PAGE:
Fed Meeting October 2013
“…the Committee sees the improvement in economic activity and labor market conditions since it began its asset purchase program a year ago as consistent with growing underlying strength in the broader economy. However, the Committee decided to await more evidence that progress will be sustained before adjusting the pace of purchases“- Federal Open Market Committee statement of October 30, 2013 from the Federal Reserve deciding to keep their quantitative easing program intact.
The Decision – No Taper
The Fed met earlier this week and again delayed the moment when they might start to shut down their money printing quantitative easing (QE) $85 billion a month asset purchase program.
In their statement they gave the impression that the five year long QE program is not permanent and would end at some point in the not identified future.
But for now the Fed is relying on misplaced confidence in a pick up in economic activity in the not identified future stating in their release: “the Committee expects that, with appropriate policy accommodation, economic growth will pick up from its recent pace and the unemployment rate will gradually decline toward levels the Committee judges consistent with its dual mandate.”
The Fed also, building on their misplaced confidence, stated they would keep interest rates low even after QE ends: “To support continued progress toward maximum employment and price stability, the Committee today reaffirmed its view that a highly accommodative stance of monetary policy will remain appropriate for a considerable time after the asset purchase program ends and the economic recovery strengthens.”
This is a worthless promise placed on top of a false promise because QE is needed in order to keep interest rates low. The Fed learned that when they started TALKING about tapering QE interest rates rose. Interest rates are low not because of the Fed Funds rates are being kept low but rather because the Fed is buying $85 billion in mortgage backed securities and U.S. Treasuries each month with money printed out of thin air. If the Fed wants low interest rates they can’t taper QE because without it interest rates would rise, so promising to keep an accomodative monetary policy after QE ends, when QE can’t end without rates rising, is a nudnum pactum.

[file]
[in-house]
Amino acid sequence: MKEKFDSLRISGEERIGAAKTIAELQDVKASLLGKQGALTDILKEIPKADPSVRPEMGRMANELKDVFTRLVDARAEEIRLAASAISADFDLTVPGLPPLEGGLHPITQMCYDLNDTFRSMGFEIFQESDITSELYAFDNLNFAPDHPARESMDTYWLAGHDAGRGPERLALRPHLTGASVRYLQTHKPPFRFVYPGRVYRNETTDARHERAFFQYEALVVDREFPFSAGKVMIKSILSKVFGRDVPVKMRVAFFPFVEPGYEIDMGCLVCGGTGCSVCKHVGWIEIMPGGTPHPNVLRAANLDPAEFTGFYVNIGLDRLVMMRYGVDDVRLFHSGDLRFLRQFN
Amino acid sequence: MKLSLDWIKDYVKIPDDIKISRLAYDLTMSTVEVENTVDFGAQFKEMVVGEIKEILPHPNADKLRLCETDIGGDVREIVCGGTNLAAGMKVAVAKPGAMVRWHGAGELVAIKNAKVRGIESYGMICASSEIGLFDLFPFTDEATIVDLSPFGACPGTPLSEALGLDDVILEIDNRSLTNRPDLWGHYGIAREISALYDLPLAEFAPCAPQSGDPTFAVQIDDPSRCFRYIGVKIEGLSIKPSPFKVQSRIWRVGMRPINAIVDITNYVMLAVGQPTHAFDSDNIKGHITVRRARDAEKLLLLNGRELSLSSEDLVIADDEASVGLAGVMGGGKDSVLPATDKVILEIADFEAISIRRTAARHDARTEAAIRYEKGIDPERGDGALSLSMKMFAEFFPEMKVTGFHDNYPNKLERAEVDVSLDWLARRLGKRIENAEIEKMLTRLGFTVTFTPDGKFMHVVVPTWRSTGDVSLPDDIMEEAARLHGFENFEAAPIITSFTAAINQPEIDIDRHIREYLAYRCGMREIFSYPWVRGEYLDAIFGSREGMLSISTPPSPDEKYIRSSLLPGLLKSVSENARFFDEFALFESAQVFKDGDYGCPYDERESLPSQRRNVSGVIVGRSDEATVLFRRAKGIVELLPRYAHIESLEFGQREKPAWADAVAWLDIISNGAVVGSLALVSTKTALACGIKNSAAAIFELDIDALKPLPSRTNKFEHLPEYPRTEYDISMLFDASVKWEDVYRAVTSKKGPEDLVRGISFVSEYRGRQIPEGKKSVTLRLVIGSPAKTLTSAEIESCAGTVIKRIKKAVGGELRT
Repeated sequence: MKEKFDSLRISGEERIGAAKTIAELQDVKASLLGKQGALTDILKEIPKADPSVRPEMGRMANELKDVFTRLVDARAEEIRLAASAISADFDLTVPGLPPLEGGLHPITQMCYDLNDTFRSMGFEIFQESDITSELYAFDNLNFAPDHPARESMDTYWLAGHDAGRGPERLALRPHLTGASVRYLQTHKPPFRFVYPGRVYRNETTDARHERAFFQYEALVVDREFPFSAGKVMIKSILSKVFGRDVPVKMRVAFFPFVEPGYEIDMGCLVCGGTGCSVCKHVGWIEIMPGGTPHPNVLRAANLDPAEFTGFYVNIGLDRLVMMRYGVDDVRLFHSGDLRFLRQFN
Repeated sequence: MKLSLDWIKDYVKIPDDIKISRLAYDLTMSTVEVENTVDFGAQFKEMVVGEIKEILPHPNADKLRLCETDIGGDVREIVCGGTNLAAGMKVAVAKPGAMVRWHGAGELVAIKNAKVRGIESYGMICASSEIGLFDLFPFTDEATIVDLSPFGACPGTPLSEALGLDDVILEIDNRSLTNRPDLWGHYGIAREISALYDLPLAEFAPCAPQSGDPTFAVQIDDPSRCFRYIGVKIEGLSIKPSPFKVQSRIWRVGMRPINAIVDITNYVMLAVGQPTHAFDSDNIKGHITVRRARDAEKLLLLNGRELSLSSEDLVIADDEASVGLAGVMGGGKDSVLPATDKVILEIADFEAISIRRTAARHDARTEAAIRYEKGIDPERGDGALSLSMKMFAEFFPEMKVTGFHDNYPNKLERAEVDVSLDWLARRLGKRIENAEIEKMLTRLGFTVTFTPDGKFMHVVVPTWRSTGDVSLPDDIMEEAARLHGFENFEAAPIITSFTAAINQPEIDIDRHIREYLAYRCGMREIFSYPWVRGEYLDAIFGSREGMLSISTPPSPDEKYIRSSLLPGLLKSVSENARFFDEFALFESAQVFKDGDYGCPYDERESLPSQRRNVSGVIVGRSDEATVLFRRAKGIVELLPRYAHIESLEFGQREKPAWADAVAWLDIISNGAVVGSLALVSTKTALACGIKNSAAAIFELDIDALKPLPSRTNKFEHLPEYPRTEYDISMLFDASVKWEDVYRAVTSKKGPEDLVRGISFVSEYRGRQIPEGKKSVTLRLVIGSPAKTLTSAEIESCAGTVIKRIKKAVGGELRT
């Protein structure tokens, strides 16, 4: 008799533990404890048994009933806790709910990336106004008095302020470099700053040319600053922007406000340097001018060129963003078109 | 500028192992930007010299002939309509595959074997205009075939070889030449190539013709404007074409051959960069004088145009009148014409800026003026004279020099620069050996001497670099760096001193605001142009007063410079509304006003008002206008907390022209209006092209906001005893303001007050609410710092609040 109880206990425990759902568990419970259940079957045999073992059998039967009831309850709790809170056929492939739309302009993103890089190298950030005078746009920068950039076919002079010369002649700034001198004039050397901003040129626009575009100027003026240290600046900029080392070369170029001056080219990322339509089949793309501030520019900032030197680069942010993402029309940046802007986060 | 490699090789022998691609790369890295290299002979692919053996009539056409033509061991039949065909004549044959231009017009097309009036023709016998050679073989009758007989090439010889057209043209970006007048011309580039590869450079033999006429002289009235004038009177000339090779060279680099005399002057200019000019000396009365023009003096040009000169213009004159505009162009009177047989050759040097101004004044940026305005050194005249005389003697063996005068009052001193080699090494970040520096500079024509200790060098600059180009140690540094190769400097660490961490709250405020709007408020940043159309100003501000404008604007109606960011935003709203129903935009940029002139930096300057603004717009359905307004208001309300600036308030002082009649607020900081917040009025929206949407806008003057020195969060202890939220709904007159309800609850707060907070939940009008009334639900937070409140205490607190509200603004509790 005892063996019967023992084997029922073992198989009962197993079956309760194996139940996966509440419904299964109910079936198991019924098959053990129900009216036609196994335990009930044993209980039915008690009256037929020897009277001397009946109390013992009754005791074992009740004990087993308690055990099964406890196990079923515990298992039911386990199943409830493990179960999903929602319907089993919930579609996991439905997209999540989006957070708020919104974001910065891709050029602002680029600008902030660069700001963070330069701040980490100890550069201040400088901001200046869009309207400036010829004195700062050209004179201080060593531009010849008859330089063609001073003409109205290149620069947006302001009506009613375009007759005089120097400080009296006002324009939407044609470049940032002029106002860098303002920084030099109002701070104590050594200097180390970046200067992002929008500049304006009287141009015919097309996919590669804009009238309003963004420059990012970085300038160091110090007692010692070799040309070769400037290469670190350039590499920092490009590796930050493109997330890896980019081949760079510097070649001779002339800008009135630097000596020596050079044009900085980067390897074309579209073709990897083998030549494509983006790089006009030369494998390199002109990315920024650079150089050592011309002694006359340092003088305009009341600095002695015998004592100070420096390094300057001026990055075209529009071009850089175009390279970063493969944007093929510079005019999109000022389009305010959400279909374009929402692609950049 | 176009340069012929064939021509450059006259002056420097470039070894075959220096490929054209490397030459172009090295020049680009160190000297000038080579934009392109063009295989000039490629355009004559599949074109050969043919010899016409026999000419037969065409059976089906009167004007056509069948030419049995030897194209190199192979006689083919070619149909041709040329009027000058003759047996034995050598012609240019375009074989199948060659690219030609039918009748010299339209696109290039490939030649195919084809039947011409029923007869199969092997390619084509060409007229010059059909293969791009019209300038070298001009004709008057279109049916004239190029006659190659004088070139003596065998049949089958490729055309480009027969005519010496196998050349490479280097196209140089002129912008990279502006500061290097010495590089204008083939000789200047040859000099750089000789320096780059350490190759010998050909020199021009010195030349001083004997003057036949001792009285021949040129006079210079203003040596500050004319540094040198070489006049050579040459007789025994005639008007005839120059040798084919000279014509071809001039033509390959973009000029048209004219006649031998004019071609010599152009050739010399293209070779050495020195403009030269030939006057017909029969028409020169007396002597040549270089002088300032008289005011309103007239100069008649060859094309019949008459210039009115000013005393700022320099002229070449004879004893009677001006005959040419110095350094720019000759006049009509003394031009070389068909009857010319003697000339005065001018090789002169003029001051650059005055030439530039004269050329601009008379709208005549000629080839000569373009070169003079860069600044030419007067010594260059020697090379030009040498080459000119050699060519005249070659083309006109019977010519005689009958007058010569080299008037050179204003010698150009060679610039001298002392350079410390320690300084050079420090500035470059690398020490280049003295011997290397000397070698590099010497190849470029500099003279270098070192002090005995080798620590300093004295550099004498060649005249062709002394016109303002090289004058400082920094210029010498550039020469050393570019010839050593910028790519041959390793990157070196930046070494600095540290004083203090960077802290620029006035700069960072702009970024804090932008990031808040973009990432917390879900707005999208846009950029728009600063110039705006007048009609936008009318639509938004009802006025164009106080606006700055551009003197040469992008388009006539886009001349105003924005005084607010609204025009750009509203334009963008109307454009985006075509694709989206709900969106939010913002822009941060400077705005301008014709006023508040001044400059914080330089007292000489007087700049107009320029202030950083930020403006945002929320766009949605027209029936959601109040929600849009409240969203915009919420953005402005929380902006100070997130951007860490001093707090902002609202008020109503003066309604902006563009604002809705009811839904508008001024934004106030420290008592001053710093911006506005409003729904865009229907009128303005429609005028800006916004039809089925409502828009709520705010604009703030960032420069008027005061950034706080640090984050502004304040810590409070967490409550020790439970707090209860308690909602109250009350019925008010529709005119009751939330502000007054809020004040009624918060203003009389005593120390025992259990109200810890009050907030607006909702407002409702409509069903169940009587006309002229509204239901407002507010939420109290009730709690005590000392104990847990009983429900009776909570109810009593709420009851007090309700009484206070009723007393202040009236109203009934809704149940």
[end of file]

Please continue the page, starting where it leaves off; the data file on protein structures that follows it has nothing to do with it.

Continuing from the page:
Why The Fed Did Not Taper QE
Keep The Economic Recovery on Track
The Fed is still promoting the concept that there is an economic recovery and that recovery has been engendered by their QE program. The Fed stated that in order to continue the recovery, we need to continue QE.
The Fed statement read:”(Continued QE) should maintain downward pressure on longer-term interest rates, support mortgage markets, and help to make broader financial conditions more accommodative, which in turn should promote a stronger economic recovery.”
This means there is no recovery without QE.
The Fed also blamed fiscal policy for “restraining economic growth”
Continued Support of the Labor Market
While the Fed like to take credit for a recovery evidenced by rising stock and real estate prices, the Fed admits that the labor market has not kept pace with the recovery in asset prices and noted in their statement QE will continue “until the outlook for the labor market has improved substantially in a context of price stability.” The Fed has set a target unemployment rate of 6.5%
Not Enough Inflation Yet
The Fed has an inflation target of 2% and believes that higher inflation will spur an economic recovery. According to government statistics the Fed’s inflation target is not being met.